GPS (global positioning system) technology is moving forward at a record pace never seen in that market before. This is highly beneficial for the researcher but it can also be extremely confusing. As with any other piece of equipment that you take into the field the GPS has to be tough. You must expect it to stand up to the harshest of conditions and environments. A GPS also must also be able to display and/or record all of the information that you need for your research. Many GPS systems now have multiple systems built into them such as weather readings, altimeter, odometers, topographic maps, and integration of all the information into your computer system. When picking a GPS keep in mind that some of your research and at some point maybe your life may depend on it. So a few extra dollars on it may be money very well spent. As with most types of equipment there is no perfect on just the perfect one for what you are doing.


The reason that these two particular pieces of equipment are grouped together is simply because of technological progress. The more technology progresses the more multiple devices get combined into one. This is seen most commonly in the cellular phone market. However, this is beginning to change and this trend is starting to be seen in more devices. The GPS and digital cameras are no exception to this trend and in some ways I believe it is long over due. Some GPS systems now have touch screens and cameras built into them. They also have the features to be shared between researchers and have the software for your computer that makes transition of information fast and painless. The same is starting to be seen in video and still shot cameras; more and more of them have GPS taggers on them. So anytime a picture or video is shot not only is the time and date marked so is the exact location.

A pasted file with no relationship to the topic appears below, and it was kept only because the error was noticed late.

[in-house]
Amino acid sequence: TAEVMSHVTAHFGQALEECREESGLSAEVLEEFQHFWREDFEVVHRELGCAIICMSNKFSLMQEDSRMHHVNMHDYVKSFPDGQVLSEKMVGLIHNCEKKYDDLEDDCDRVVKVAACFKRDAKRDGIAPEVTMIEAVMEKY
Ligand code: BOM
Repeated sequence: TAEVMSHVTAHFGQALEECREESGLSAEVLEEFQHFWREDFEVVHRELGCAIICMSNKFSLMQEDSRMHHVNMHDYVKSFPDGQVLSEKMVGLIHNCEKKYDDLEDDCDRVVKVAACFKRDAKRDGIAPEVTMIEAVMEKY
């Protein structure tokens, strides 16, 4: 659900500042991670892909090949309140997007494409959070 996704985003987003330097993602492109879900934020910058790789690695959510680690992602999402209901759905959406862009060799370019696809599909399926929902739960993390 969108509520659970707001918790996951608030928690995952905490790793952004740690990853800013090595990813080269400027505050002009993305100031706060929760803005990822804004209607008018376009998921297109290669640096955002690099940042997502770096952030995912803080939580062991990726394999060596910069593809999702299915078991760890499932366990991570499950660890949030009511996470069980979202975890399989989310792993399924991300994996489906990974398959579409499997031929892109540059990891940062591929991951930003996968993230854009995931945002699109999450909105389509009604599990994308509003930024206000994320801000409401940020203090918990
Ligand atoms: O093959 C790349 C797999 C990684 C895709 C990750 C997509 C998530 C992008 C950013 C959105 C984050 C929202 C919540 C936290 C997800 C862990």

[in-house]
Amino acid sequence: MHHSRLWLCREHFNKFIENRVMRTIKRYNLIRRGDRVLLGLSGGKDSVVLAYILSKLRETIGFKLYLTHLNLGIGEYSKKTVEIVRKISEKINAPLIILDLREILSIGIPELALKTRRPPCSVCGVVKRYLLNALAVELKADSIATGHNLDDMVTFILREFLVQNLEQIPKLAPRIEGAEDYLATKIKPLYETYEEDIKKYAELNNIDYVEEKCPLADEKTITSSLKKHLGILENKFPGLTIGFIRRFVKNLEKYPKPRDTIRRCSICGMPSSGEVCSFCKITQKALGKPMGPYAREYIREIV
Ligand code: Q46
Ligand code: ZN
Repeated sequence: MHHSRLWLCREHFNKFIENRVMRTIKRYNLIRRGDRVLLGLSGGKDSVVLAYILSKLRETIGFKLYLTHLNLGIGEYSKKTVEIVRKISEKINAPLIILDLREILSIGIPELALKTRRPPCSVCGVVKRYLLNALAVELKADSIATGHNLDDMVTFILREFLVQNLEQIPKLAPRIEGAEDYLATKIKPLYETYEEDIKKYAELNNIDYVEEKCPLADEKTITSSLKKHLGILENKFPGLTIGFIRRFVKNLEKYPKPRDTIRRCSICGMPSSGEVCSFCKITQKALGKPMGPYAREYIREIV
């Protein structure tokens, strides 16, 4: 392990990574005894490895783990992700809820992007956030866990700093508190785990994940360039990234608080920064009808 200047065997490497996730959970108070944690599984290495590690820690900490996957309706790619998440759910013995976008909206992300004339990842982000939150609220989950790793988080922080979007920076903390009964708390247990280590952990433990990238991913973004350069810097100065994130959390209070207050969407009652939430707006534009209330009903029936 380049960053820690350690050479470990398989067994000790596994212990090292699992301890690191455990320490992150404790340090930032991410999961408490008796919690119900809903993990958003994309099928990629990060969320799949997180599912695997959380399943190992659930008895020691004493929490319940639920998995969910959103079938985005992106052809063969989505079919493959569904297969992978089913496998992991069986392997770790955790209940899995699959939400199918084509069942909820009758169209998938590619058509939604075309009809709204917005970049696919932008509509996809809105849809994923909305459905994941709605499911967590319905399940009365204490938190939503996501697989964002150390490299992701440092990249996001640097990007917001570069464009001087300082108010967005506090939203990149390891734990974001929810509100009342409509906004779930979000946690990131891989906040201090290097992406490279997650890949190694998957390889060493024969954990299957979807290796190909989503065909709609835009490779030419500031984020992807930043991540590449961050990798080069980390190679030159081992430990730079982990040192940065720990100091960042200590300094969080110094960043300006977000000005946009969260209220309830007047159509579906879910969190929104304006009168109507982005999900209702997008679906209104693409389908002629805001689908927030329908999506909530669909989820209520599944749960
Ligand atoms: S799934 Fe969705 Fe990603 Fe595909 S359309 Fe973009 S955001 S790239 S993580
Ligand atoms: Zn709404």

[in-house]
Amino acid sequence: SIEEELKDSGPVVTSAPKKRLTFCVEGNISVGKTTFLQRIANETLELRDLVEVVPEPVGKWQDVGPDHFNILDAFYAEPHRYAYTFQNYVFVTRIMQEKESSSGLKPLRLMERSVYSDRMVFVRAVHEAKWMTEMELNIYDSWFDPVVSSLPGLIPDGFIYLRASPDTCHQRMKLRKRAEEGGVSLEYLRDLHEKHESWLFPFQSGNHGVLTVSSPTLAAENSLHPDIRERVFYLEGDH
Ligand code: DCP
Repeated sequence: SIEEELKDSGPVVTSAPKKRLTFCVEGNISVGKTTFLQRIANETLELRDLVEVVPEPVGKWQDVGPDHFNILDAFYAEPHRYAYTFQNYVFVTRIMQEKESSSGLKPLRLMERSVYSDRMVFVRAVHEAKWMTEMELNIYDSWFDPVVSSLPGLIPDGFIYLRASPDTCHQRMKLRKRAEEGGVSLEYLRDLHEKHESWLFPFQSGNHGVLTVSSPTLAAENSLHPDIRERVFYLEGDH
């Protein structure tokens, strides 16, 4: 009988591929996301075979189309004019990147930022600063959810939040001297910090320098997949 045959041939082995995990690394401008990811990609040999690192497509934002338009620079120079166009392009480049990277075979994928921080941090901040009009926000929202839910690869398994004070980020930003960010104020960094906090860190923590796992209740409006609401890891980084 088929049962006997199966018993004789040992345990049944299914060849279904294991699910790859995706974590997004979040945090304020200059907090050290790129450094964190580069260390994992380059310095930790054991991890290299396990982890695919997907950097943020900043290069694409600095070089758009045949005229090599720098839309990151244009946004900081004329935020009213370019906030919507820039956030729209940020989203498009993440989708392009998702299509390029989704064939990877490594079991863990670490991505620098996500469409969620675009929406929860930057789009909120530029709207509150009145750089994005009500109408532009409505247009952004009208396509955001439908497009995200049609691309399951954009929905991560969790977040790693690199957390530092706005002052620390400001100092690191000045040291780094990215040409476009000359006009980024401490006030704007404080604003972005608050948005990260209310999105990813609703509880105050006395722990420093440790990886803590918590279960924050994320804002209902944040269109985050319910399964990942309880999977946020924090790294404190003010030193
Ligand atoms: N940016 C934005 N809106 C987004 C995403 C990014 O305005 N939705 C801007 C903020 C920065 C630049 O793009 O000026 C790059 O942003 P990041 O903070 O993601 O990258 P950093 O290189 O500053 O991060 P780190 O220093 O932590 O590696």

Technology to us, as researchers, is a double edged sword. It can be our worst enemy or our best friend. As it advances it will cause our evidence to be more closely analyzed, with better accuracy, and also fall under more scrutiny. It will also lend more validity to your evidence collected and allow each researcher to do more with less so the amount of potential evidence will increase exponentially. So it is very important to look at the latest and greatest thing that has just hit the market. Sometimes it may be all hype but again it may be just what you need for you and your research.